Fascial pathways according to FASZIO®

a model for stretching and energy transfer in the body

Based on the “Anatomy Trains” by Thomas Myers, the FASZIO®concept works with the mental model of the fascial pathways. It supports healthy functionality and naturalness for every type of movement of the organism. Every power potential is provided economically, even at maximum load. If one compares the body-wide transmission of force with a road network, the 5 fascia pathways act as “highways”, on which stimuli travel from A to B in the most direct way. At the same time, these 5 pathways form the preconditions for a balanced upright posture with the ability to react flexible.

FASZIO® used this knowledge for its movement and therapy concepts in order to positively affect imbalances that have arisen in these fascial pathways.


Front pathway


  • from the back of the head a loop leads left and right over the head turners to the collarbone
  • further over sternum fascia and straight abdominal muscles to the pubic bone
  • pectoral muscle forms transition to arms: Traction transmission leads along the inner sides of the arms to the palms and inner sides of the fingers
  • extends from the hip bones over the front of the thighs, kneecaps, shins and instep to the toes

FASZIO® fascial front pathway


Back pathway


  • from eyebrow bulges across the skull tendon plate to the back of the head
  • hood muscle forms transition to arms: Traction transfer extends along the outside of the arm to the back of the hand and fingers
  • pulls down over back extensor over sacrum to ischium
  • over the back of the thighs laterally inside and outside to lower legs (below knee)
  • from the thigh (above the knee) over calves, Achilles tendons, heels, soles of the feet to under toes

FASZIO® fascial back pathway


Side pathway(s)


  • from the back of the head the head-turning muscle pulls forward to the collarbone and the strap muscle pulls down to the first thoracic vertebrae
  • from 1st and 2nd rib via intercostal into the arms and oblique abdominal muscles further to the pelvis from the iliac crest over the large gluteal muscle and tractus iliotibialis laterally over the knee on the lower leg down to the outer ankle
  • over the outer edge of the foot through the transverse arch behind the ball of the big toe

(Description also applies to the other side)

FASZIO® fascial side pathway


Spiral pathway(s)


from the front of your head down:

  • begins on one side of the back of the head
  • pulls down at the neck and crosses under the opposite shoulder blade, laterally around the torso, with a transmission into the arms, further into outer oblique abdominal muscles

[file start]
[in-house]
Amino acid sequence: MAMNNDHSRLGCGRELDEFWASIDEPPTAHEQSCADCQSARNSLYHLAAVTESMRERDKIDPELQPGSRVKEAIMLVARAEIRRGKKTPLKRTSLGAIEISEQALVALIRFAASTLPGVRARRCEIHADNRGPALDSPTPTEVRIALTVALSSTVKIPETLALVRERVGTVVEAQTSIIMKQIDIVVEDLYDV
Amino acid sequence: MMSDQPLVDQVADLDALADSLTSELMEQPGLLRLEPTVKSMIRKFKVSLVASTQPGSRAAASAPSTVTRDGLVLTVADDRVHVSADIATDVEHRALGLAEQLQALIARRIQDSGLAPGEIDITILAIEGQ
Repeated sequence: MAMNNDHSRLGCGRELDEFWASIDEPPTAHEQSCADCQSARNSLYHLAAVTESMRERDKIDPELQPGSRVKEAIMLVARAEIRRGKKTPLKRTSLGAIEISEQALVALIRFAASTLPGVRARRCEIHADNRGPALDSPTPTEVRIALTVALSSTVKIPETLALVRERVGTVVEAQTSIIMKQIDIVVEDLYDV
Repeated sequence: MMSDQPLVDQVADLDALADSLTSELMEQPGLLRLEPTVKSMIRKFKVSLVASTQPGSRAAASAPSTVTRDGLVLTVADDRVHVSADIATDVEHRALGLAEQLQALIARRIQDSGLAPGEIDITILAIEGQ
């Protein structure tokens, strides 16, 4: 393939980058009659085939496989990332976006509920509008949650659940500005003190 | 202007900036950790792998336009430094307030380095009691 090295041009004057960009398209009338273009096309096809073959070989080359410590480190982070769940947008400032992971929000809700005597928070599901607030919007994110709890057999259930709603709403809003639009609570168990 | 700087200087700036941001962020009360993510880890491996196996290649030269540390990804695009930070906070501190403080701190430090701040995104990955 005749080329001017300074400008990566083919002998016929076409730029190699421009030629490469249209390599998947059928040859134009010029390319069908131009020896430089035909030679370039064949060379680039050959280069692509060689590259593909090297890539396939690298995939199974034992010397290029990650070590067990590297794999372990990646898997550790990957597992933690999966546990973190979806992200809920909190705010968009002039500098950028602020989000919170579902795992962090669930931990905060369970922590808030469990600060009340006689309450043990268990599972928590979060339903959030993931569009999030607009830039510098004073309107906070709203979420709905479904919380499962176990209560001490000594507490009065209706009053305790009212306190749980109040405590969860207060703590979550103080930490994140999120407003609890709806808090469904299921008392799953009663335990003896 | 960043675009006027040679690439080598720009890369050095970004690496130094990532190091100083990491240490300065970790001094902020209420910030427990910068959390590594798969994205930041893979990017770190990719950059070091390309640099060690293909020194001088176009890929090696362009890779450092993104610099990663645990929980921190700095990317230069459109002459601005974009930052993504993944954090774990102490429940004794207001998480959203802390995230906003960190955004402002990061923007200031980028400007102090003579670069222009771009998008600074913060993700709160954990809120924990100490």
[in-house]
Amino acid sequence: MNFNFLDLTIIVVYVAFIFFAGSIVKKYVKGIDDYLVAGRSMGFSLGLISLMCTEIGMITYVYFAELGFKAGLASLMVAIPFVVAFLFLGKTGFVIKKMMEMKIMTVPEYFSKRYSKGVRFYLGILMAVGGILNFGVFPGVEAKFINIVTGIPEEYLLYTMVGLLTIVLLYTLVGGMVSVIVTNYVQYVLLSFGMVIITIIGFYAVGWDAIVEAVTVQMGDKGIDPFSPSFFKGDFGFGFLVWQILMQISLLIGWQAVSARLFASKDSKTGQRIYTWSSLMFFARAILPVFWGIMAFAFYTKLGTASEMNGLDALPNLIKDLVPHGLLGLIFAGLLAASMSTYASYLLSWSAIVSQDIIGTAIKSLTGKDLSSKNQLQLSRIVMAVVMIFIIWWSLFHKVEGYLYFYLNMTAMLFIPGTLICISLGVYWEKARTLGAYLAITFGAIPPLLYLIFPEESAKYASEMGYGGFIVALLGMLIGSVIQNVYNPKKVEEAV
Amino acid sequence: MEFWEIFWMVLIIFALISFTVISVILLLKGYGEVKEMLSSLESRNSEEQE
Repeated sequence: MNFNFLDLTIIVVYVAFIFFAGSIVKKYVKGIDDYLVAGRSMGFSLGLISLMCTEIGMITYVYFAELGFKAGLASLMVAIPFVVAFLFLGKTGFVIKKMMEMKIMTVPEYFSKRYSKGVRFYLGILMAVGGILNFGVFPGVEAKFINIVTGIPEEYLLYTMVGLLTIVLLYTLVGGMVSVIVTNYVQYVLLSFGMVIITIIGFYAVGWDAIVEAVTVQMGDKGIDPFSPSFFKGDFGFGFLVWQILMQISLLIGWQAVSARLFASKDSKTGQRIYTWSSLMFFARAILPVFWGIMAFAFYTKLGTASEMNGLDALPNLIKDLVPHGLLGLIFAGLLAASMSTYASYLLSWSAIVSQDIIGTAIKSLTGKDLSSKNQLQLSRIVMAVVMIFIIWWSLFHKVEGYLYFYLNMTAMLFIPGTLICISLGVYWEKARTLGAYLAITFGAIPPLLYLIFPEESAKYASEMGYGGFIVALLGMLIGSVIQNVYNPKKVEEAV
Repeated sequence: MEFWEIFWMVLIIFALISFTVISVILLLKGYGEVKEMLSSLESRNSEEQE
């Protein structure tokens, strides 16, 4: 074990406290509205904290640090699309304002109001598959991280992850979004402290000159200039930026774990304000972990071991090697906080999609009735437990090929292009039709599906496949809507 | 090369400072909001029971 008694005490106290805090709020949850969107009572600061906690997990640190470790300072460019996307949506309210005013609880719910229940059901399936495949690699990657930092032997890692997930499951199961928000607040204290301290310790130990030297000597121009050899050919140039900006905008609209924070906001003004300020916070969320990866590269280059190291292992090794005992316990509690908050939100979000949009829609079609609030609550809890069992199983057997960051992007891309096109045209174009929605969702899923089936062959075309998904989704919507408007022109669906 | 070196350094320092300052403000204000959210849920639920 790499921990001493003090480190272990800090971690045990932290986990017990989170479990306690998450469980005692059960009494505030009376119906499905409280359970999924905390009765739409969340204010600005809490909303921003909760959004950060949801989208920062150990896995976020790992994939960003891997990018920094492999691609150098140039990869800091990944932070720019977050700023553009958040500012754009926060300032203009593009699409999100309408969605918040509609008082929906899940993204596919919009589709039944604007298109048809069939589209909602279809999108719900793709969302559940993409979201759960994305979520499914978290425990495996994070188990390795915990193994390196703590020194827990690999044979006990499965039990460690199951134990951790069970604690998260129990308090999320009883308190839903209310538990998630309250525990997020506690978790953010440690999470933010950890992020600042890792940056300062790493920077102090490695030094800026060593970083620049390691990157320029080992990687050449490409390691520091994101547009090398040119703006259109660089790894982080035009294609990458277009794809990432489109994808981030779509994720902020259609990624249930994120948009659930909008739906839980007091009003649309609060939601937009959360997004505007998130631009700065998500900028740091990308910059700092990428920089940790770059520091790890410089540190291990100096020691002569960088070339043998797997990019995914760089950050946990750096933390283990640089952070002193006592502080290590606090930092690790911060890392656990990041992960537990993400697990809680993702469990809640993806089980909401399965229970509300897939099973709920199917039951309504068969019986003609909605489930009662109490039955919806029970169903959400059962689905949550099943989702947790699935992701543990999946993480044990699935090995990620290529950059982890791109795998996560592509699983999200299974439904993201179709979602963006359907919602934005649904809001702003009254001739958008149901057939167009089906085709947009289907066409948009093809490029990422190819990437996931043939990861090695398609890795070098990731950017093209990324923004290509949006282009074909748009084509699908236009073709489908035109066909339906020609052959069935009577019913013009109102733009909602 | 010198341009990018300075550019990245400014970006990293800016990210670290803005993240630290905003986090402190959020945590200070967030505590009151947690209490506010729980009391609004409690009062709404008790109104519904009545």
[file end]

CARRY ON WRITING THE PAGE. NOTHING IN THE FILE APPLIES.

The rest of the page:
• over the middle of the torso to the opposite side into inner oblique abdominal muscles to iliac bones
  • continue via the iliotibial tract, laterally past the outer edge of the kneecap and diagonally over the shin to the inner side of the foot

down by the feet:

  • forms stirrups under the foot: pulls from the inner side of the foot behind the ball of the big toe through the transverse arch to the outer edge of the foot

back up to the head again:

  • from the outer edge of the foot behind the outer ankle laterally along the lower leg up past the knee to the structures of the back of the leg
  • via ischium and sacrum in equilateral back extensor to the occiput

(Description also applies to the other side)

FASZIO® fascial spiral pathway


Central pathway


The central pathway is much more complex than the more superficial pathways. In its course it stretches three-dimensionally around and through the abdominal and thoracic organs. Thus it forms the central “core” of the body. Roughly speaking, it can be divided into three areas that run three-dimensionally through the head and trunk, with a connection in the diaphragm and in the pelvis, where they join together to draw to the feet:

from the front of the head:

  • extends over the temporal bone, large masticatory muscle to the hyoid bone, over the muscles of the pharynx to the internal structures of the sternum to the diaphragm
  • transmission into the arms (via biceps along the spoke to the thumb) with the fascial structures of the chest
  • via the inner abdominal wall fascia (fascia transversalis) via the pubic bone to the inner thigh 

from middle of the head:

  • extends from the back of the head and temporal bone via deep neck muscle to the pharynx incl. larynx via oesophagus and pleura visceralis incl. pericardium to the diaphragm
  • via m. psoas major at the lumbar spine, including the deep hip muscles to the inner side of the thigh (makes hip flexion)

from the back of the head:

  • extends from the back of the head via deep neck muscles as a fascial band along the inside of the spine to the sacrum; also connected to the diaphragm
  • connection to the arms through the fascial structures of the chest
  • from the inner side of the sacrum via the posterior parts of the pelvic floor including the m. piriformes via the ischial region to the inner side of the thigh

from torso to feet:

  • from the inside of the leg (adductors) through the rear part of the knee capsule, deep through the lower leg to the rear inner ankle, deep through the sole of the foot to the toes

All areas always work together and are to be regarded as a unit! The subdivisions only serve for a better understanding of the path and complexity!

FASZIO® fascial central pathway